• No purchase is required to enter. This contest is open to residents of the U.S. and Canada 18 years old and older. Void where prohibited. Your comments will be displayed without further approval or compensation.

    Rosh Hashanah High Holiday FAQ 5770

    The High Holidays are coming up soon! Here's a quick FAQ on what the Days of Awe are all about:

    When are the High Holidays in 2009 (5770)?

    Rosh Hashanah begins at sundown on Friday, September 18 and ends at nightfall on Sunday, September 20. The Jewish New Year is celebrated on September 19 and, for Conservative and Orthodox Jews, also on September 20.

    Yom Kippur, the Day of Atonement, begins at sundown on Sunday, September 27 and ends at nightfall on Monday, September 28 and is observed for one day by all Jewish denominations.

    The Jewish holidays are based on a lunar calendar, so their dates vary each year on the Gregorian calendar.

    What is Rosh Hashanah?

    Rosh Hashanah (literally, head of the year) is the Jewish New Year. It is one of the Days of Awe, during which Jews go to synagogue to reflect on the past year and think about how they would like to improve themselves the next year. Part of this process is apologizing to the people you have wronged last year--this is the origin of Stephen Colbert's OOPS-JEW hotline!

    During the afternoon of Rosh Hashanah, Jews often perform the ceremony of Tashlikh (Hebrew for "casting off"): they throw bits of bread into a flowing body of water to symbolize casting off last year's sins.

    Jews often send Rosh Hashanah cards with the Hebrew greeting L'Shanah Tovah (literally, "for a good year") to wish family and friends a good year.

    Because the Days of Awe span 10 days, there is always at least one Shabbat (from sundown Friday to sundown Saturday) between Rosh Hashanah and Yom Kippur. This is called Shabbat Shuvah, or the Sabbath of Return, meaning that Jews should return to G-d and the principles of the Torah (the Hebrew Bible).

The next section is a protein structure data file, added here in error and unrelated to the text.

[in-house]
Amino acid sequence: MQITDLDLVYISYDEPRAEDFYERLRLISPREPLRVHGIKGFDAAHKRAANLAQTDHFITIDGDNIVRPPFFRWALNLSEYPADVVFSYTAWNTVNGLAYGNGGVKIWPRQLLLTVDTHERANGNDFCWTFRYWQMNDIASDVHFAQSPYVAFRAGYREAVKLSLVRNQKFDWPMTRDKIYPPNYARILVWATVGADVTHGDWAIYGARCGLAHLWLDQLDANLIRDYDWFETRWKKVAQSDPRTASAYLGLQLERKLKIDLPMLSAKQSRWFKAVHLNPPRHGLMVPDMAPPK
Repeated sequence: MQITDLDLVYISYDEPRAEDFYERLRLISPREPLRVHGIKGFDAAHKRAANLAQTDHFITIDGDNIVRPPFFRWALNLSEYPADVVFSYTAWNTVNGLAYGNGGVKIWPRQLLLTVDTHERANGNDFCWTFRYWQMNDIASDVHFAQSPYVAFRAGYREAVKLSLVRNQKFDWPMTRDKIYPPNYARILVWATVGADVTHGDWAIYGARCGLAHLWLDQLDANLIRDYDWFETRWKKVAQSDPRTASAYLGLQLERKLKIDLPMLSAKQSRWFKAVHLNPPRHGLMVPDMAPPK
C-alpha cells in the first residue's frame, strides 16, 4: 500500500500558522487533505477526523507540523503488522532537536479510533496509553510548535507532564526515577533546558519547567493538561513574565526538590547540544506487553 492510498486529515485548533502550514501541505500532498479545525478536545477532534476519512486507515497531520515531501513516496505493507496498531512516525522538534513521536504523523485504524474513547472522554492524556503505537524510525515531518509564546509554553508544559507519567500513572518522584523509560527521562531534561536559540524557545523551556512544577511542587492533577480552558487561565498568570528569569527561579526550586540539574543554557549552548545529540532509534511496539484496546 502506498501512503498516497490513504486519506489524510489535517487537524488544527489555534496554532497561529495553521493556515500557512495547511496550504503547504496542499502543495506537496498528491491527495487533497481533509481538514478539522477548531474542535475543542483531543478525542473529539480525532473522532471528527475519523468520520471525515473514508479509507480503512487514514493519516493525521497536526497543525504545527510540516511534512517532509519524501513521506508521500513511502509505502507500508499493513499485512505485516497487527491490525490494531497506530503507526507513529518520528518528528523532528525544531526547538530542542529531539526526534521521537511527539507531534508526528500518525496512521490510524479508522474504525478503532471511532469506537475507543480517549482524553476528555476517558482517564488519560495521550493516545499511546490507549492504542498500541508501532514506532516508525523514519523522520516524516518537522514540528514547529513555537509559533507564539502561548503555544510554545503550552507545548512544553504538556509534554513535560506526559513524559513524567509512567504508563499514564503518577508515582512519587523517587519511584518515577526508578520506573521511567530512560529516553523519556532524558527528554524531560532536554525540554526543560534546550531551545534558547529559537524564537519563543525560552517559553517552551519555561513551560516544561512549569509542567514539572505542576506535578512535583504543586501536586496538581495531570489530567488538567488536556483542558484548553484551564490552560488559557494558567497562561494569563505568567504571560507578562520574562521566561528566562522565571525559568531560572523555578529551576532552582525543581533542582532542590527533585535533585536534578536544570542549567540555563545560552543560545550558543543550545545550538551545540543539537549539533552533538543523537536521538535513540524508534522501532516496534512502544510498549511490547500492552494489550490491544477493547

What is the shofar?

    The shofar is a ram's horn that is played as a musical instrument to awaken people to the new year. In fact, the Hebrew Bible calls the holiday not Rosh Hashanah, but Yom Teruah, the day for sounding the shofar.

    What do Jews eat on Rosh Hashanah?

    Apples, challah bread, and honey are traditional Rosh Hashanah foods. Jews often dip apple or challah slices in honey to symbolize a wish for a sweet new year. Special round challah is often made for the new year, symbolizing the circle or cycle of the year.

    What is Yom Kippur?

    Yom Kippur is the Jewish Day of Atonement, one of the High Holy Days. It is traditional to pray in a synagogue to atone for last year's sins. Typically services start in the morning and last until the early afternoon. Jews may then take a nap or participate in discussions about Jewish teachings, then evening services conclude the day. Jews often fast as a sacrifice symbolizing their atonement and attempts at self-improvement, but because Judaism values health above all else, fasting is not encouraged if medically inadvisable. Some Jewish people also refrain from wearing leather shoes on Yom Kippur, so as not to tread on the cow from which the leather came.

    When does Yom Kippur end?

    Yom Kippur ends at nightfall on Monday, September 28. At this time, hungry Jews have a break-the-fast gathering with their family and friends!